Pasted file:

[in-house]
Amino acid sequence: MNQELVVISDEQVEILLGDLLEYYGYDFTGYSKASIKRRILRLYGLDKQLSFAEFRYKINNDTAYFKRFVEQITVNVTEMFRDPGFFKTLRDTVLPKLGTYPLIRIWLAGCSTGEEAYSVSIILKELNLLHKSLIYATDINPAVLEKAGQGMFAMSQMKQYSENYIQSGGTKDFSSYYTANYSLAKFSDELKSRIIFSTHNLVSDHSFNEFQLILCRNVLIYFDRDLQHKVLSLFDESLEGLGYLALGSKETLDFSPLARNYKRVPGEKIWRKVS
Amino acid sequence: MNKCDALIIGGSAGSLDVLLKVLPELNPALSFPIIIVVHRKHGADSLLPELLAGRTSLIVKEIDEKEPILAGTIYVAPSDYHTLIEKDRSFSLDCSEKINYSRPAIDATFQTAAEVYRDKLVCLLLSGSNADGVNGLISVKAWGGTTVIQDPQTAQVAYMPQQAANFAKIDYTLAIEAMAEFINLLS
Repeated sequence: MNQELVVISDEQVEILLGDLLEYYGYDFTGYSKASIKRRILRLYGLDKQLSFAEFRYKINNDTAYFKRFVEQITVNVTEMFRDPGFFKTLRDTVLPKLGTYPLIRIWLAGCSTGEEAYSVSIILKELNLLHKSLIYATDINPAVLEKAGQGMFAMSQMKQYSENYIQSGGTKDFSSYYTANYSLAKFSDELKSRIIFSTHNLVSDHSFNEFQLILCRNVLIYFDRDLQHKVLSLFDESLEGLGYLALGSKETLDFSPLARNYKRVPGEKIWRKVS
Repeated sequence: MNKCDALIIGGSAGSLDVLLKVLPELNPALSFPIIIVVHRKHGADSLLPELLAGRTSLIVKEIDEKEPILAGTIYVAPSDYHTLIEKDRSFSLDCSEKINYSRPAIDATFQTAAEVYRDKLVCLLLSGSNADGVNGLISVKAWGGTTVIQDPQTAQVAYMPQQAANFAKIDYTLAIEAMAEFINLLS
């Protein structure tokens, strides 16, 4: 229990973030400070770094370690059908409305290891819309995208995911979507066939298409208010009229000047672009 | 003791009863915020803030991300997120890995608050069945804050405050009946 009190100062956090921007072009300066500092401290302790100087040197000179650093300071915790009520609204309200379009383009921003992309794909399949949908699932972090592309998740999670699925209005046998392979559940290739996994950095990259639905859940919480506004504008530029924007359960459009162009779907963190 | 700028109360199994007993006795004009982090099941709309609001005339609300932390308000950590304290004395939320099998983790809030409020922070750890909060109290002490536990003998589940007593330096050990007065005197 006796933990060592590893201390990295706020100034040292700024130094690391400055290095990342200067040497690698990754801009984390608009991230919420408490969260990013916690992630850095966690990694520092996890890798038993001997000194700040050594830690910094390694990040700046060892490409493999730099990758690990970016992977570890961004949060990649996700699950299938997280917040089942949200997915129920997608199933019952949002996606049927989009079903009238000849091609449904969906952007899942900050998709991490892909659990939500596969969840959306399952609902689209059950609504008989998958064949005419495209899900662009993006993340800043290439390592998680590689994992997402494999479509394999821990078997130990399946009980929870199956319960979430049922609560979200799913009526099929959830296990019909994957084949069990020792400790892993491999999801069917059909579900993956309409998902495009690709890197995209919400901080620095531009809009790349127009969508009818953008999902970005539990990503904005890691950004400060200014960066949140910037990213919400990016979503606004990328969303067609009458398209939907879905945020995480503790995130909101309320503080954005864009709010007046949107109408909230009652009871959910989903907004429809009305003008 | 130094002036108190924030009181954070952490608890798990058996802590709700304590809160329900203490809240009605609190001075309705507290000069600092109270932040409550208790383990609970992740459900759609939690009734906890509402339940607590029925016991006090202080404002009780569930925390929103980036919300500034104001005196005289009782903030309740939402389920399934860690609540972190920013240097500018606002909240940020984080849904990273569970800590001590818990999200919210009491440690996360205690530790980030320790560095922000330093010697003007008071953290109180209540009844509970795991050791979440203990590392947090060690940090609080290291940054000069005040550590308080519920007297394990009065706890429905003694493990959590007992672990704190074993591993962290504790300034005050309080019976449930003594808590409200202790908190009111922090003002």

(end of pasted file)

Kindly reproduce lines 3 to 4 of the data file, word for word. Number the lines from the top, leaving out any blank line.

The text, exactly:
Amino acid sequence: MNKCDALIIGGSAGSLDVLLKVLPELNPALSFPIIIVVHRKHGADSLLPELLAGRTSLIVKEIDEKEPILAGTIYVAPSDYHTLIEKDRSFSLDCSEKINYSRPAIDATFQTAAEVYRDKLVCLLLSGSNADGVNGLISVKAWGGTTVIQDPQTAQVAYMPQQAANFAKIDYTLAIEAMAEFINLLS
Repeated sequence: MNQELVVISDEQVEILLGDLLEYYGYDFTGYSKASIKRRILRLYGLDKQLSFAEFRYKINNDTAYFKRFVEQITVNVTEMFRDPGFFKTLRDTVLPKLGTYPLIRIWLAGCSTGEEAYSVSIILKELNLLHKSLIYATDINPAVLEKAGQGMFAMSQMKQYSENYIQSGGTKDFSSYYTANYSLAKFSDELKSRIIFSTHNLVSDHSFNEFQLILCRNVLIYFDRDLQHKVLSLFDESLEGLGYLALGSKETLDFSPLARNYKRVPGEKIWRKVS